There are various ethical issues that need to be considered in regards to HIV. Treatment of women with HIV has raised various ethical issues, calling for the need to have a concrete understanding about ethical decision making to aid in ensuring that arising problems are dealt with in a manner that is morally appropriate.
The ethical issues mainly involve “the standard of care, informed consent across cultures, privacy and confidentiality, stigma and discrimination, protection of vulnerable groups, community consultation, ethical review mechanisms, international collaboration, epidemiological studies, clinical trials, and sociobehavioural studies” (Hlongwa, 2016). Confidentiality is important and because of the sensitivity of information related to HIV, the laws of the U.S. offer additional protection to medical records that are HIV-related (Hlongwa, 2016). In the U.S., patients with HIV can apply for Medicaid. However, there is a stigma associated with Medicaid, being undereducated and poor. Patients with HIV deserve to be treated with the same respect and receive judgment-free healthcare.
To achieve successful prevention of HIV, there is a need to challenge discrimination and negative attitudes faced by individuals who are HIV-infected, affected, or are at risk of acquiring the infection. As a provider, there are actions that can be taken to make a difference in the community. It would be crucial to create an environment that empowers women and makes women feel comfortable and safe to talk about the associated risk of acquiring HIV. Women should have access to testing services, care, and be able to disclose the HIV status without fear of being judged or discriminated as a way of combating the spread of HIV. It calls for joined efforts to challenging the stigma women face as well as their sexual behaviour to aid making the feel nurtured, accepted and respected. The following are actions plans that providers can take to address this marginalized group.
1. Conducting risk screening for HIV can be used to identify patients who should receive more in depth risk assessment and HIV risk reduction counseling, interventions, or referral for other services. Screening should be made a routine part of all patients healthcare, probing for behaviors associated with transmission of HIV and other STDs, eliciting patient reports of symptoms, and laboratory testing. A measurable outcome would be to decrease the incidence of HIV within the community (CDC 2017).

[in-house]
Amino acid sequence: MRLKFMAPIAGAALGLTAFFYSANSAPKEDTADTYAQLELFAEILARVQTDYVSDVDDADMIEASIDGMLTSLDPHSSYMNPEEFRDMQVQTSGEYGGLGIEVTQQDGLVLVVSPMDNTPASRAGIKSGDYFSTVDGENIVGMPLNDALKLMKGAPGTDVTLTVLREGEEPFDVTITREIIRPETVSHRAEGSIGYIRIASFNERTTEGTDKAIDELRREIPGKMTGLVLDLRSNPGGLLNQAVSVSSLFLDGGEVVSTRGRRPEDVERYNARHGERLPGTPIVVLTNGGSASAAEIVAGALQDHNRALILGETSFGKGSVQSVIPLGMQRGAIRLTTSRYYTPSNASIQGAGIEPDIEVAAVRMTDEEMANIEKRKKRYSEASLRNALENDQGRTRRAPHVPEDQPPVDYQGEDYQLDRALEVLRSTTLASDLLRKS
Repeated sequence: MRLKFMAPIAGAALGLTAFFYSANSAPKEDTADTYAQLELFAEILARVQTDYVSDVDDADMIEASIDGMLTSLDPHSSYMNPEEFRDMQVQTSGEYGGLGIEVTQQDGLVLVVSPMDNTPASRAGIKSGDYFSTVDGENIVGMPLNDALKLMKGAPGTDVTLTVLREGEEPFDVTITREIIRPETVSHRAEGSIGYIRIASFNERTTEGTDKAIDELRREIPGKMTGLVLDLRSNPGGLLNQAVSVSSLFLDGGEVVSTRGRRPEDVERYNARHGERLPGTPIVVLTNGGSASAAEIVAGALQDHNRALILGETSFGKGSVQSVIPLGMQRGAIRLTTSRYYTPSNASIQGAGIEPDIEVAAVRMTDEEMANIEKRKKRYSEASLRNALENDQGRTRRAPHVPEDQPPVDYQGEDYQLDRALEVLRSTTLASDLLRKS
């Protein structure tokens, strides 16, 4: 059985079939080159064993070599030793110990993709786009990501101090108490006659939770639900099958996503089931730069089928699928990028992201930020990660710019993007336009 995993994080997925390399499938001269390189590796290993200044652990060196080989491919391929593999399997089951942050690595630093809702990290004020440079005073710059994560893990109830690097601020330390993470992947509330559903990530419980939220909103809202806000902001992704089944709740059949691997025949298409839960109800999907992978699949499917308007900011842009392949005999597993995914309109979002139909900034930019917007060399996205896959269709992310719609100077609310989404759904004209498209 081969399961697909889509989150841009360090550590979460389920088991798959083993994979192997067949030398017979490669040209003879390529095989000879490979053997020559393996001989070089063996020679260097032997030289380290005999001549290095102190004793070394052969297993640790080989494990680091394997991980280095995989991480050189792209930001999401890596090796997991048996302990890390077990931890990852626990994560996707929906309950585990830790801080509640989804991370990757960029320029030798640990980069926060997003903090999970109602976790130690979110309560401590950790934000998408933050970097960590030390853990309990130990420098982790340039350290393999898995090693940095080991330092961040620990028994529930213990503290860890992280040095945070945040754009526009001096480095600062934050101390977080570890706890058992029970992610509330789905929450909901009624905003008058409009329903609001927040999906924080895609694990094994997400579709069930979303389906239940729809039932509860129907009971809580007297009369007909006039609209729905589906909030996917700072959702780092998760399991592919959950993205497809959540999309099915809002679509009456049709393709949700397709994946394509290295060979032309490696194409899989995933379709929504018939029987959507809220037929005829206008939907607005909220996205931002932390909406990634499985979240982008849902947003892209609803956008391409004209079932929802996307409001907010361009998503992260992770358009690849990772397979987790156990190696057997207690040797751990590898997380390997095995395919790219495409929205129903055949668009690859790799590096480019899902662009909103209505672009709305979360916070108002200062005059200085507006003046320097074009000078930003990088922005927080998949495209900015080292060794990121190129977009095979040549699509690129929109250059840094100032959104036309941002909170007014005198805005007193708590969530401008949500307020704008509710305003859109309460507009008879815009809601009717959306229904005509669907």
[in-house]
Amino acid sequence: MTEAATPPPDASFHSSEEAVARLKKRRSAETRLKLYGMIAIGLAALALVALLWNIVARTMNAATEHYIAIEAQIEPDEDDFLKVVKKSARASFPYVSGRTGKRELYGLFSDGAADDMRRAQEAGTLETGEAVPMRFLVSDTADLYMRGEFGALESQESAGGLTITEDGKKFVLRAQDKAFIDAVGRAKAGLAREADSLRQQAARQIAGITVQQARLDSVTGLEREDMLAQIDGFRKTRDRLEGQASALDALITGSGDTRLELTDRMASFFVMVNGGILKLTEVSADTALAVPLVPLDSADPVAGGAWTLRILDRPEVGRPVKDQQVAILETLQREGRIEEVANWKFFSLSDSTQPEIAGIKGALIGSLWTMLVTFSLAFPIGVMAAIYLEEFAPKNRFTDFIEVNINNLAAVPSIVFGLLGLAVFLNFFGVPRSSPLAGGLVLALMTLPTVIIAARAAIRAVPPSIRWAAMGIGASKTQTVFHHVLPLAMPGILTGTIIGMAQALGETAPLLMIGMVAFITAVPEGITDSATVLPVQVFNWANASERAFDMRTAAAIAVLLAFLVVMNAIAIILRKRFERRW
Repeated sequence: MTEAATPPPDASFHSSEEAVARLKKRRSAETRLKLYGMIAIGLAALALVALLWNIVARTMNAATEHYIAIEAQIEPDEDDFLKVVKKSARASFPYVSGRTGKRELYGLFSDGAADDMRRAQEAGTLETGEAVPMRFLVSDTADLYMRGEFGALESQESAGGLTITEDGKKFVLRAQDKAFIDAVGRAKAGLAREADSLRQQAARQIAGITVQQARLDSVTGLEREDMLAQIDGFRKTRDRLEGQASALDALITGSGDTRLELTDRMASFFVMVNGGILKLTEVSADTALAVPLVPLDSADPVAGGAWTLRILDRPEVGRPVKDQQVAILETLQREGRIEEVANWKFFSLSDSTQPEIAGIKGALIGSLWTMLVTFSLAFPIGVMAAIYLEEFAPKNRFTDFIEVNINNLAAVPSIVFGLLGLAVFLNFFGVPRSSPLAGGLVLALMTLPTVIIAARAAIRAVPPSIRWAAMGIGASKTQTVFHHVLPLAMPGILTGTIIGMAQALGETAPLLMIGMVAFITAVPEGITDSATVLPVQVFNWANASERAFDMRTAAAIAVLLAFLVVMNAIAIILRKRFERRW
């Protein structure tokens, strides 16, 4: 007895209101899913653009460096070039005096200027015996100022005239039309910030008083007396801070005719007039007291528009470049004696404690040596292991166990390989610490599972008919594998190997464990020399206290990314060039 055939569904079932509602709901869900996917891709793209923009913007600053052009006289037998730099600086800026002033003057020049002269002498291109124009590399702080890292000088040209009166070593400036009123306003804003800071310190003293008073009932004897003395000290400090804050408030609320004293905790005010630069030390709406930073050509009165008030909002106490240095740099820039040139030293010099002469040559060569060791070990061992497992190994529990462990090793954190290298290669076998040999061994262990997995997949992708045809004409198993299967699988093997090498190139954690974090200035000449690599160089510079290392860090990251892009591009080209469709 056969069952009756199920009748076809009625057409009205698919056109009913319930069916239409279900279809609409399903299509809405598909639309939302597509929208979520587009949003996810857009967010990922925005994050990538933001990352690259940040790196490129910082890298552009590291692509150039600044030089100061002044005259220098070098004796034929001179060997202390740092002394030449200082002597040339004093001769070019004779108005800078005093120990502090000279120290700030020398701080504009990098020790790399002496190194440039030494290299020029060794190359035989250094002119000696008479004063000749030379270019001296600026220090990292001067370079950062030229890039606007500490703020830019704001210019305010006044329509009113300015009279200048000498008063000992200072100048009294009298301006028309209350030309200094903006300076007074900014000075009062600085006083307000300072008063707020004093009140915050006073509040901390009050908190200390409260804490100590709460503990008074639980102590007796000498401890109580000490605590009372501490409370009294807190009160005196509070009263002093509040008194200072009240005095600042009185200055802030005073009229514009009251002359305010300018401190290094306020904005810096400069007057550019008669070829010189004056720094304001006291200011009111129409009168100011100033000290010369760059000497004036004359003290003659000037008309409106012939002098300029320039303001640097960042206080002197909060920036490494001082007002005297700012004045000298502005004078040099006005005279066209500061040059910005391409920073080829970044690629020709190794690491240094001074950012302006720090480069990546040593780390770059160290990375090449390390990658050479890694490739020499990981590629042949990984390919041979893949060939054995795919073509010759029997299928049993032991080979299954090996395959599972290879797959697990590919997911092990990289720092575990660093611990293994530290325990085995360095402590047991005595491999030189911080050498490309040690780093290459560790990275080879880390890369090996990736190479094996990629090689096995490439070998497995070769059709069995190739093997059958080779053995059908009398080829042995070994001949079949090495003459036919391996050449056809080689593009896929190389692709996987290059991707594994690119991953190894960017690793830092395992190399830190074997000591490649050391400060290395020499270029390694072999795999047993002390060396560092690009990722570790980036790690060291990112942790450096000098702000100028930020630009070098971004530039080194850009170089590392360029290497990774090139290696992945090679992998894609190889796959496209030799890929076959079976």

2. As provider, increasing access to care and improving health outcomes for people living with HIV should be implemented in practice. Providers should develop a trusting relationship with their patients in order for patients to open up and speak freely about their needs. Providers should develop a rapport with all patients and understand that the diagnosis of HIV is a sensitive topic and should be approached honesty and respect. Care and support is important in order to facilitate immediate access to treatment when a person is diagnosed with HIV, to support adherence to treatment in order to attain viral suppression, for the sake of their own health and to prevent infecting other people with HIV, to enhance the prevention and management of HIV related infections, and to enhance coping with the challenges of living with HIV (UNAIDS.org). A measureable outcome would be to heighten women’s mentality on the subject and decrease negative judgment and stigma.
3. Another plan is to reduce HIV related health disparities. Regardless of insurance, patients should be provided equal nonjudgmental care. There are resources that patients can seek in order to receive the care they need. Providers should become familiar with community services related to care and treatment in order to provide to their patients. The Affordable Care Act provides better access to health coverage and more health insurance options, including coverage for people with pre-existing conditions, broader Medicaid eligibility, more affordable coverage, lower prescription drug costs (HIV.gov). An outcome would be to provide care to more patients who have limited access to health care and limited insurance coverage.